We continue our 5 Midweek Facts series by looking at former world title challenger Kazuhiro Ryuko (13-2-3, 4). Although Ryuko isn't a name that many fans will recognise, therefore he's ideal for this series, he did manage to leave a decent mark on the sport as both an amateur and a professional.
Ryuko's professional career was a short one, running from 1995 to 2002 and yet it was one with a lot of promise and a decent level of achievement. He debuted in 1995, fighting out of the Watanabe Gym, and beat future world champion Celes Kobayashi in just his 4th professional bout. He would later go on to win the Japanese and OPBF Super Flyweight titles but lose in his sole world title bout bout in 2002.
1-Although Ryuko would be a pretty successful boxer, and was a very decent amateur boxer at high school level, he actually wanted to become a singer and not a boxer. He was scouted by the Watanabe gym and his career as a singer got put on the back burner.
2-We mentioned Ryuko was a good amateur boxer and we weren't joking. His reported amateur record was a very impressive 85-25 (40) and he fought for the Kinki University team and the Japanese national team.
3-Ryuko went to the Kyoto Kogakuin High School in Kyoto. That's the same school as Shinsuke Yamanaka, Shun Kubo and Ryota Murata, all of whom went on to win world titles! Sadly for Ryuko he himself would never win a world title, but did, as mentioned, challenge for one in his final bout.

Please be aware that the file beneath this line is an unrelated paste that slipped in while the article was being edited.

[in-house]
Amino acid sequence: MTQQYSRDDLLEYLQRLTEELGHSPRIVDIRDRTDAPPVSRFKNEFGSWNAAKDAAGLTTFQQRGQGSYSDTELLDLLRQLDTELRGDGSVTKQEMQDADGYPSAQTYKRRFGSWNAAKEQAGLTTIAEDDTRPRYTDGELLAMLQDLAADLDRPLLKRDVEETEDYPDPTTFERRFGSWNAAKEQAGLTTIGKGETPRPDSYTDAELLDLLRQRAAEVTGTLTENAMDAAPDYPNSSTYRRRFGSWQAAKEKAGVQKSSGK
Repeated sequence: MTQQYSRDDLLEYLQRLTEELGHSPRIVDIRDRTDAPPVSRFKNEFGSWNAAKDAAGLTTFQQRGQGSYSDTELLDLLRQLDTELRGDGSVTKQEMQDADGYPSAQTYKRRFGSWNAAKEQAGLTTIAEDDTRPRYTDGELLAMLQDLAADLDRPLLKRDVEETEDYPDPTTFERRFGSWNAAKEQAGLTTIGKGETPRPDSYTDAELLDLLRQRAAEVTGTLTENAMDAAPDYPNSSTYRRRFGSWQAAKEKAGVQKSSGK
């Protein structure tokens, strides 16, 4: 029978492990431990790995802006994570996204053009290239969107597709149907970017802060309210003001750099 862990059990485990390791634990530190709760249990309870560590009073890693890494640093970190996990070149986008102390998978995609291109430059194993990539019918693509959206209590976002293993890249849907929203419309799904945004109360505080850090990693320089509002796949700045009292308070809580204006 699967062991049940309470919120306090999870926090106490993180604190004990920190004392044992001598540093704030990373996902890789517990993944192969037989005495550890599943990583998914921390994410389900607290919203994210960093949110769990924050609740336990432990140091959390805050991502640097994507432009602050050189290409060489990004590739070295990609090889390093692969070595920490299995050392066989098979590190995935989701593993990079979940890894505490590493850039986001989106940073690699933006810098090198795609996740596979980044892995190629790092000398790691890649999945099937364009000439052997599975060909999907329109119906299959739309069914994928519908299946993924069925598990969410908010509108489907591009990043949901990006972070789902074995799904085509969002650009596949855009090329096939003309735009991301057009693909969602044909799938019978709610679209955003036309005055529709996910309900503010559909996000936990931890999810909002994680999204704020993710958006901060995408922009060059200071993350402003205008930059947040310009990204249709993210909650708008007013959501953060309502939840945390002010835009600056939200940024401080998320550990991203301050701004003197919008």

4-Currently Ryuko works at the RK Boxing gym as a trainer, which he also owns. He also serves as an adviser for the Matsuyama University boxing team.
5-Ryuko is a close personal friend of Japanese recording artist Ryuichi Kawamura and often used Kawamura's song "Love is..." as his ring walk music. Kawamura also sang the national anthem in Ryuko's final career bout, against Masamori Tokuyama. For those wanting to hear "Love is..." we have included it below.
Thinking Out East
With this site being pretty successful so far we've decided to open up about our own views and start what could be considered effectively an editorial style opinion column dubbed "Thinking Out East" (T.O.E).